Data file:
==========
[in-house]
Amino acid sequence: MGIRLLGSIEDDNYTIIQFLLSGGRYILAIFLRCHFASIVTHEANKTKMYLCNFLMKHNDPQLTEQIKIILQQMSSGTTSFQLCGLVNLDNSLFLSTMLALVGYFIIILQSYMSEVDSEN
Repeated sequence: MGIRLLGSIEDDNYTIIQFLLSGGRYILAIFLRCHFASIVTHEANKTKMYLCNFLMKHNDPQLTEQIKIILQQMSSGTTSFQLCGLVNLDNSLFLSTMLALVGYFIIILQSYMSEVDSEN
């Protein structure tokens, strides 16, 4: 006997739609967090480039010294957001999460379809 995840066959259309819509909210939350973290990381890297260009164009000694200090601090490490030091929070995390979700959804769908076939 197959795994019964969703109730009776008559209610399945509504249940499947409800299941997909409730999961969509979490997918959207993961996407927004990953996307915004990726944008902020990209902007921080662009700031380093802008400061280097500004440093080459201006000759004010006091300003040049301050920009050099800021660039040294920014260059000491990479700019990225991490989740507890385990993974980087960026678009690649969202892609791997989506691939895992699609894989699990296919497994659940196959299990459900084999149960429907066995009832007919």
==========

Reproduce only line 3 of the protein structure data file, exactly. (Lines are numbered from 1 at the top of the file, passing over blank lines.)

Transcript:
Repeated sequence: MGIRLLGSIEDDNYTIIQFLLSGGRYILAIFLRCHFASIVTHEANKTKMYLCNFLMKHNDPQLTEQIKIILQQMSSGTTSFQLCGLVNLDNSLFLSTMLALVGYFIIILQSYMSEVDSEN